We all know that during the pandemic we were unfortunately very limited, with a lot of restrictions. For many, we literally felt locked in a cage; trapped, surrounded by four walls. Maybe because of this it allowed us to appreciate the little things that we did not really think about before, like the simple fact of going out for a walk or paying visits to our friends. Did this for some of us mean we found beauty in what was once considered banal? Find out more in, Beauty in Plain Site Here
All Images By Chris Matthews
Chris Matthew managed to create beauty in what normal times we would not even consider worthy of a second look with his photographic project that celebrates modernist buildings and chronicles their decline.
Coleg Harlech, Colwyn Foulkes and Partners, 1970-73
Chris Matthews is a graphic designer, historian, and visiting lecturer at the University of Nottingham. And for this new photographic project, he was contacted by Owen Hatherley, a writer and The Tribune’s cultural editor. A Guide to the New Ruins of Great Britain, Landscapes of Communism and The Ministry of Nostalgia are amongst his works. He requested the help of Chris Matthews to shoot 300 modernist structures, dealing on the way with everything from unfriendly neighbours to the hardships of life on the road during the time of Covid-19.
Modernism refers to everything that’s happened in Western culture since the middle of the 19th century and includes styles or groups of styles, characteristics or shared attitudes across the creative world. Modern artists are in general utopian in their quest they seek a better world, so we may well consider them idealists. This is what Chris Matthews tries to convey with his images. He wants to make us understand that a new kind of life has been achieved by human effort, that a little paradise simply exists everywhere.
Burdock Way, Halifax, 1970-1973
All Images By Chris Matthews
He took eight months to capture a lot of the pictures taking around 10000 images which he edited down choosing 300 pictures.
Not a straightforward and simple task and he said
‘In the end, I was sitting in my Fiat Panda for most of the time going from one supermarket toilet to another,’
Not that he didn’t enjoy his time on the job. As a devotee of modernism and the chair of the Twentieth Century Society East Midlands regional section, Matthews had a special affinity for this project.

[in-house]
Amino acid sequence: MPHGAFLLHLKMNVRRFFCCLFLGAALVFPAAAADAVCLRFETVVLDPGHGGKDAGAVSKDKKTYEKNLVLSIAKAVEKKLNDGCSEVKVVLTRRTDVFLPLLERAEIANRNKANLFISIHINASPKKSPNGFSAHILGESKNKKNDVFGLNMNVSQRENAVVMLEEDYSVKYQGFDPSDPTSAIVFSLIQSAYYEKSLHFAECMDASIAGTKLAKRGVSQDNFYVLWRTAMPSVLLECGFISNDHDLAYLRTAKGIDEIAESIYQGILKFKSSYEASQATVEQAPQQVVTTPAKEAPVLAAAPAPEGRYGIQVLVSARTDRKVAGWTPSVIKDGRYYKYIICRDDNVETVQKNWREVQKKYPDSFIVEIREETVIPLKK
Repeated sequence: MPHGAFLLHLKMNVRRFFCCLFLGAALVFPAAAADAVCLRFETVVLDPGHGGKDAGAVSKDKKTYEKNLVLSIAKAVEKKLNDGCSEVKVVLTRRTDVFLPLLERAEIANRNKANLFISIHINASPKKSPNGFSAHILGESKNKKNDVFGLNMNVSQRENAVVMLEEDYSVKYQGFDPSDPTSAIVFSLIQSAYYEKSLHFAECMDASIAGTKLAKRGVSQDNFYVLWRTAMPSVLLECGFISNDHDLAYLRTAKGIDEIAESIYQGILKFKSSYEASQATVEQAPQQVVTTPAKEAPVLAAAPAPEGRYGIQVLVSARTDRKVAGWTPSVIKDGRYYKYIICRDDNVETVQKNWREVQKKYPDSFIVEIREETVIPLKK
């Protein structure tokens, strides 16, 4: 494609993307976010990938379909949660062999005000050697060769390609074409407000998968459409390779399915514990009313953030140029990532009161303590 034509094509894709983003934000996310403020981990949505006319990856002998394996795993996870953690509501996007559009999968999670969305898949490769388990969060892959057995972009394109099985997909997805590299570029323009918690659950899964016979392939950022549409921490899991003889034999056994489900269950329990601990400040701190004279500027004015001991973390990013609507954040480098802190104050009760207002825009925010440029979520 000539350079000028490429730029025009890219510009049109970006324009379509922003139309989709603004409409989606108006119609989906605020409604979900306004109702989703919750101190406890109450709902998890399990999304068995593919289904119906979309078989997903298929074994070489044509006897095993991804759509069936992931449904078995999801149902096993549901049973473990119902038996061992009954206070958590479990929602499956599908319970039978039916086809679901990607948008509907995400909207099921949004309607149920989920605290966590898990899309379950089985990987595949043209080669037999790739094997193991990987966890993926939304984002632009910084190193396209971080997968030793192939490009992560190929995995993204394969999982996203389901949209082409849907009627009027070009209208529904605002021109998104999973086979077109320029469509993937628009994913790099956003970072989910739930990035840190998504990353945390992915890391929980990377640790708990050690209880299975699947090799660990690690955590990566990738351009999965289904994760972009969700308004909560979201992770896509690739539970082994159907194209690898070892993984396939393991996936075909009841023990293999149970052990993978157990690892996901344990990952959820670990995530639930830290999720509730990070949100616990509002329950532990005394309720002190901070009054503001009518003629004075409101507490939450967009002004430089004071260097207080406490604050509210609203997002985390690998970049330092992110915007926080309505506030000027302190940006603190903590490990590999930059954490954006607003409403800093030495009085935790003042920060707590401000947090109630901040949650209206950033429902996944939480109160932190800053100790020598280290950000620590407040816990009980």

As a fan of Hatherley’s work as well, he leapt at the chance to collaborate on the project, which grew initially grew from 100 structures to 300. It was evident that this ‘difficult’ undertaking would need thorough planning. With the help of his central position and a handy weather app, he planned a series of three-to-four day visits to see as many structures as possible with timings for the best light imaginable.
The morning shoot for the experimental plastic classroom in Preston, for example, required Matthews to arrive several hours before the school day started. In contrast, a July excursion to Newcastle was very profitable, with Matthews shooting nine structures in one day, compared to only one or two each day in more remote places.
‘I was always very empathetic to Owen’s approach to history, which was very interested in location, and place, and detail,’ he says.
A lot of the buildings Matthews photographed are now in a poor state or already abandoned, such as the Coleg Harlech further education college in Harlech and the extraordinary Bernat Klein studio designed by Peter Womersley in Selkirk. Stirling’s Florey Building in Oxford was also photographed in a sorry state. James Stirling’s Florey Building in Oxford was also photographed in a sad condition. Meanwhile, Grimsby Library, which is only being partially used due to cutbacks, was another sad story of a great building not reaching its full potential.
‘It was so conducive to reading and thought and very creative – there’s such a quality to it. But the top two floors are shut off because of austerity cuts, and it has reduced opening hours … it’s very sad and was also photographed in a sorry state.
For Chris Matthew neglect is the word to describe the situation of many of these buildings.
With unfriendly pathways and graffitied empty billboards, the austere Blackpool police station is particularly bleak. Swan House in Newcastle proudly crosses a complex road intersection, yet is pictured within urban degradation. The Hockley Circus underpass in Birmingham, with its characteristic William Mitchell sculptural reliefs, he considered one of the most unfriendly places, even in broad daylight.
Perhaps Covid-19 contributed to the air of desolation that pervades many photos of what would otherwise be bustling cityscapes. Despite this, Matthews was able to get entrance to Bristol’s Clifton Cathedral, where each chair was individually marked off with black and yellow caution tape — a true symbol of the times.
‘You get the impression it wasn’t a buoyant, good mood period,’ Matthews says, adding that he appreciated being out and about with ‘the sun, and the light, and the air, and the beauty of what you’re photographing.’
As the famous philosopher, Confucius said
“Everything has beauty, but not everyone sees it”.
However, know that there are more positive images too in the collection, like the GMW’s famous Arts Tower at Sheffield University which appears in fine shape.
To find out more about the picture of the buildings please visit the exhibition, Wide Angle at the Gareth Gardner Gallery in Deptford. If you enjoyed Beauty in Plain Site then why not read Revive Through Art Here
Modern Buildings in Britain: A Gazetteer, by Owen Hatherley, is published by Particular Books in the UK, order a copy here:
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